Here’s a case that came my way recently:
Benjamin serves in his church as a Sunday School teacher of middle school children. He is popular with the children and with the youth pastor. Benjamin has been at the church for several years, he’s been baptized at the church and is a member. He recently confided to the church leadership that he is a homosexual. Benjamin is aware of the biblical teaching on sexual activity and says he wants to live a holy life. He is committed to celibacy but is certain that he cannot change his sexual orientation. He asked the leadership for prayer and support as he pursues what he says is God’s call for him to be monastic. Meanwhile, George, a prominent elder in the church, says that he plans to leave the church unless Benjamin is removed from his teaching role. The situation has become known throughout the church. What are the church’s elders and other leaders to do?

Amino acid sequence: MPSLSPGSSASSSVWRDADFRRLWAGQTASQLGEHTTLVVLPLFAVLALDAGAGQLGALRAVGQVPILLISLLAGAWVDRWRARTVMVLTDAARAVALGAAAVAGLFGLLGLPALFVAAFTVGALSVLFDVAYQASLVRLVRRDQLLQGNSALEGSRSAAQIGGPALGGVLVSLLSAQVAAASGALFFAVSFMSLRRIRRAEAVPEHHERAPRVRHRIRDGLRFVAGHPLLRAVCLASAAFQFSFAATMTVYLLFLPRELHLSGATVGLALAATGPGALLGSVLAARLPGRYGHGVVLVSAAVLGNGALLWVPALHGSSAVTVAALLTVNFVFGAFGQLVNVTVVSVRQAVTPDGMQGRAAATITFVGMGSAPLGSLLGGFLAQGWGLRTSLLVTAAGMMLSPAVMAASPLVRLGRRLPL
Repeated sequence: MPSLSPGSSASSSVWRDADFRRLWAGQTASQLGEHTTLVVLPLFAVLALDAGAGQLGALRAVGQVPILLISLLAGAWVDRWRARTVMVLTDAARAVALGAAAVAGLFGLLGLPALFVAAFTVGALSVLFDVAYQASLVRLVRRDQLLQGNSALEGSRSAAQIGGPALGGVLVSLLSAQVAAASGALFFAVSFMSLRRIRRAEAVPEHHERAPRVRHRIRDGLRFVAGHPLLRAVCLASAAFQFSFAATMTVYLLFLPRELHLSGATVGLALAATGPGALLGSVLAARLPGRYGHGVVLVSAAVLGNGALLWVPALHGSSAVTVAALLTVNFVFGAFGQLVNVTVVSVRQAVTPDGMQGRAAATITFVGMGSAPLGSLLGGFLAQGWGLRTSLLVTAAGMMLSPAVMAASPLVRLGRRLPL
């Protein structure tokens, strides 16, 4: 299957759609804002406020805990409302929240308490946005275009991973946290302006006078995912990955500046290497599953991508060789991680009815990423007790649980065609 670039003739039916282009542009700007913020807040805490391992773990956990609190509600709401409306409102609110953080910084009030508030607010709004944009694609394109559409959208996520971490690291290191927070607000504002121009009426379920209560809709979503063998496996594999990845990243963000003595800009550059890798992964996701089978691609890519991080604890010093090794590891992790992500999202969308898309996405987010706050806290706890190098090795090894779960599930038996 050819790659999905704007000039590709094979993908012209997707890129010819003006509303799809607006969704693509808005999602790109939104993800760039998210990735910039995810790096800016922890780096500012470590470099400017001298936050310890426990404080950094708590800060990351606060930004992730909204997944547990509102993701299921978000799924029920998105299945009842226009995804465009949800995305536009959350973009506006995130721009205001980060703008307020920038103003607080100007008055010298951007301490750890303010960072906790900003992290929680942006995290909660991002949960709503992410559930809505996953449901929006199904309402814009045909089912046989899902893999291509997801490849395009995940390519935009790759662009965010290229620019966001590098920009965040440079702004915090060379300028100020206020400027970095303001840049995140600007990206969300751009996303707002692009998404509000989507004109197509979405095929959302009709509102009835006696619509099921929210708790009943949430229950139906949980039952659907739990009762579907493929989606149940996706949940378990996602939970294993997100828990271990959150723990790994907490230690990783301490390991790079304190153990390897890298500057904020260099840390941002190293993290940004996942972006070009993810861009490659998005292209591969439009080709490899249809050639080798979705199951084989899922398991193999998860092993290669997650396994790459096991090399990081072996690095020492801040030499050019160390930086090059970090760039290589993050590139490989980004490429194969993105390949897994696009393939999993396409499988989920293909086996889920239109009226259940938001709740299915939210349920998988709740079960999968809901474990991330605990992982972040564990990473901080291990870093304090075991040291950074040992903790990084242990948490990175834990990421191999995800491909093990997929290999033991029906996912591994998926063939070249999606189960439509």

I was surprised that almost all of the comments from the leaders were geared toward defending Benjamin, how to help Benjamin so he can continue in his role as a teacher and what should be done to rebuke elder George for his ultimatum.
Here’s a representation of the comments:
• What constitutes sin? Is desire a sin or is only acting on desire sinful?
• It’s obvious that elder George told the church about Benjamin’s situation. The elders need to rebuke George for gossiping about this.
• The church is a family, and not all family members are the same. We need to be tolerant and patient with one another.